Patients who undergo radical prostatectomy (RP) for localized prostate cancer can expect to have penises nearly 1 cm shorter than before surgery, but the original length is completely restored after 48 months, according to researchers.

Eloisio Alexsandro da Silva, MD, and colleagues at Pedro Emesto Memorial Hospital in Rio de Janeiro, Brazil, prospectively evaluated penile length of 105 men after open RP. Stretched-penis measurements were obtained preoperatively and at 3, 6, 12, 24, 36, 48, and 60 months after RP. The researchers used the International Index of Erectile Function-Erectile Function questionnaire to evaluate erectile function. To measure penile length, the investigators used the stretched length of the flaccid penis, from the pubopenile skin angle to the end of the glans after the prepubic fat was depressed under maximum manual traction.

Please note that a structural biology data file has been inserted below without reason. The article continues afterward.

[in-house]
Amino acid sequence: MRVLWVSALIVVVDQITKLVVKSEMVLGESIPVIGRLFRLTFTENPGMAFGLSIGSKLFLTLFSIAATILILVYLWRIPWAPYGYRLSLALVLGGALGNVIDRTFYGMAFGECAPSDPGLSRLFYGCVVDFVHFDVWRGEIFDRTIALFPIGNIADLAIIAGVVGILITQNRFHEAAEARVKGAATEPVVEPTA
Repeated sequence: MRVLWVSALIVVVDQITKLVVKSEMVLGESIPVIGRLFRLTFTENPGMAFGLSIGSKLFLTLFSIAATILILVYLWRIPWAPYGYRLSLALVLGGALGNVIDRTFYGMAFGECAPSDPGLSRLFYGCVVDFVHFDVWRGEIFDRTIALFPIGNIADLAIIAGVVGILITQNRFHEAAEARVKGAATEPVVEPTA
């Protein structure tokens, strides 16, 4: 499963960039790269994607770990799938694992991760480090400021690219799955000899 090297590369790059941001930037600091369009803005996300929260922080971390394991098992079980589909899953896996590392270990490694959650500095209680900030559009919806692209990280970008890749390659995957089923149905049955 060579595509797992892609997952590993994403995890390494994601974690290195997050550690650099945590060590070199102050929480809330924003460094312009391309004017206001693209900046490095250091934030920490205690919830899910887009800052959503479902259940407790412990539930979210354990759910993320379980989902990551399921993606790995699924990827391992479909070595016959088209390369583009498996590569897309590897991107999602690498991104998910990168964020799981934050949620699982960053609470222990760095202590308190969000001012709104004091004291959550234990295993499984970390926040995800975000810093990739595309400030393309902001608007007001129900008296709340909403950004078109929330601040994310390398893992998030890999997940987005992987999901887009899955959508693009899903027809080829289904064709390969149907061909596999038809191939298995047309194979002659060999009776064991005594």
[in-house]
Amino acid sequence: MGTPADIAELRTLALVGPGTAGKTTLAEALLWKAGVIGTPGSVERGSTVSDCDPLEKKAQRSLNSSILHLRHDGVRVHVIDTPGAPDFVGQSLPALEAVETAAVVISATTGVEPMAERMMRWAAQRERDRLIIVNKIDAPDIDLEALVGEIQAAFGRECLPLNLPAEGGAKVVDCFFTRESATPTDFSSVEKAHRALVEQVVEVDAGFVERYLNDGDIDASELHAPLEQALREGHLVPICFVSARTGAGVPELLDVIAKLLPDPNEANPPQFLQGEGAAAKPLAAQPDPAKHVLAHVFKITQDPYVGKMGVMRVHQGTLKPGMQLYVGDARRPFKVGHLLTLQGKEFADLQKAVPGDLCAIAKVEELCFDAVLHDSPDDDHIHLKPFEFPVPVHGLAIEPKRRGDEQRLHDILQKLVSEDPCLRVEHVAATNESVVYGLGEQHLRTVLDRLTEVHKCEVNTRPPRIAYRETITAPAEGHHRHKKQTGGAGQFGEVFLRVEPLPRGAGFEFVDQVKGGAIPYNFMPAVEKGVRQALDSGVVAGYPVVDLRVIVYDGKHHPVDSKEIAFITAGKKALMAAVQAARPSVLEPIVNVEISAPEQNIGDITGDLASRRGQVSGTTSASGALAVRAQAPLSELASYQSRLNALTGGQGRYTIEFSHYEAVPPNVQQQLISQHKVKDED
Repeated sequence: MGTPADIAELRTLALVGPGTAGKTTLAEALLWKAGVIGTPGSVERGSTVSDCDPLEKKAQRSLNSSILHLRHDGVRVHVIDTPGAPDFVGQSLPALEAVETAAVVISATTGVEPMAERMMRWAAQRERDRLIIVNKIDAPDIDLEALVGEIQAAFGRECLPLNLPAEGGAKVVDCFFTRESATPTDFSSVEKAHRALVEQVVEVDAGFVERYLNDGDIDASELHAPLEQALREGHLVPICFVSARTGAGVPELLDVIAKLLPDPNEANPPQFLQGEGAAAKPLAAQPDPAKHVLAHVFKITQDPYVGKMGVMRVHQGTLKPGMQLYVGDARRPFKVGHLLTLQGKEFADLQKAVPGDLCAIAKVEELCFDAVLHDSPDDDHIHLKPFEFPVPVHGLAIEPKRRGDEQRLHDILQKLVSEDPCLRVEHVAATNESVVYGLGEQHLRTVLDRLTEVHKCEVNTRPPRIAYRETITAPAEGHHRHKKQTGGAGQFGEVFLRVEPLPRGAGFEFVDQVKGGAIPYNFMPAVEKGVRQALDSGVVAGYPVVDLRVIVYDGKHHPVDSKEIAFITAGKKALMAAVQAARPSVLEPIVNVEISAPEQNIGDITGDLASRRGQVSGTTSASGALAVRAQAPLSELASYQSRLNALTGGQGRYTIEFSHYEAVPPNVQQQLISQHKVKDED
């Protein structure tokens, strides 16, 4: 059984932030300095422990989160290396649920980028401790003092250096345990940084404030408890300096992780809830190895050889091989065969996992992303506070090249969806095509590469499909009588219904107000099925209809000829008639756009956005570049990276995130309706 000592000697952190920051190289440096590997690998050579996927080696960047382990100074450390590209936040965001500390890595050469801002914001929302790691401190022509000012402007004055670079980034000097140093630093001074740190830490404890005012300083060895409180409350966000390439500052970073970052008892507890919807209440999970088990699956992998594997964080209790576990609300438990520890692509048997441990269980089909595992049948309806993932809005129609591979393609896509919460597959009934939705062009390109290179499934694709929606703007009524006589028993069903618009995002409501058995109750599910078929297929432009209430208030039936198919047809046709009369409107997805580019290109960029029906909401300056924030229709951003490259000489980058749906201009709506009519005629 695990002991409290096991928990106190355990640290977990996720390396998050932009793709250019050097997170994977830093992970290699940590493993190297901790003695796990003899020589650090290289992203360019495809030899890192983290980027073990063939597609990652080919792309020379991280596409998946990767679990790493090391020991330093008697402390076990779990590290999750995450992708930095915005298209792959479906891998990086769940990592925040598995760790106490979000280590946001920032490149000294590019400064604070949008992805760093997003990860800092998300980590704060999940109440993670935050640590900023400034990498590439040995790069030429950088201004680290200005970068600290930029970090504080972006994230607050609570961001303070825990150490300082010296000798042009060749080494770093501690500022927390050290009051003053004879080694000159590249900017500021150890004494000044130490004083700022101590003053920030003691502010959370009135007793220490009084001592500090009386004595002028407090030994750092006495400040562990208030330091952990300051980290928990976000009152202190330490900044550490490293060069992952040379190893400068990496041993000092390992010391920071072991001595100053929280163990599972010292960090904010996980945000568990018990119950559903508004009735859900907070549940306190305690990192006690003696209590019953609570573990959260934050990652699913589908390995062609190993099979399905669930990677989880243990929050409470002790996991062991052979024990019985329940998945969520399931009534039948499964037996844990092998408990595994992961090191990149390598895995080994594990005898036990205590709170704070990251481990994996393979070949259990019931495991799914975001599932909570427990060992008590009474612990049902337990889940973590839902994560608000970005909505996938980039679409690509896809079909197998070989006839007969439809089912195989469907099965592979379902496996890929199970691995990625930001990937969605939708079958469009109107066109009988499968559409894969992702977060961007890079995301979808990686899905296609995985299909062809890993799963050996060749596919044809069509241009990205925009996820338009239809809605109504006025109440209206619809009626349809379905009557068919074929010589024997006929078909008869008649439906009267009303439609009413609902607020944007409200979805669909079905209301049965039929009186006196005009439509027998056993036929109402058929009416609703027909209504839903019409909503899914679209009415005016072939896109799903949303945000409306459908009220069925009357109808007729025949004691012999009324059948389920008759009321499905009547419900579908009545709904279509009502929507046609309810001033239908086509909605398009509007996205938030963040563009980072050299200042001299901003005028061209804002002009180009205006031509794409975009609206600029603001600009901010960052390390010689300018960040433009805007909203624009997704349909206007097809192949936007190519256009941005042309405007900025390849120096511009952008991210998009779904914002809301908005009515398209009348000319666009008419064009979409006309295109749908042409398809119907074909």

The mean stretched penile length three months post-operatively decreased significantly by an average of 1 cm from baseline, the researchers reported in Urology (2012;80:1293-1297). This difference persisted until 24 months. At 36 months, the length differed  by 0.6 cm. At 48 and 60 months, the mean differences in penile length before and after surgery were not significant.

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In addition, the study showed that the preserved erectile function after RP predicted penile length recovery.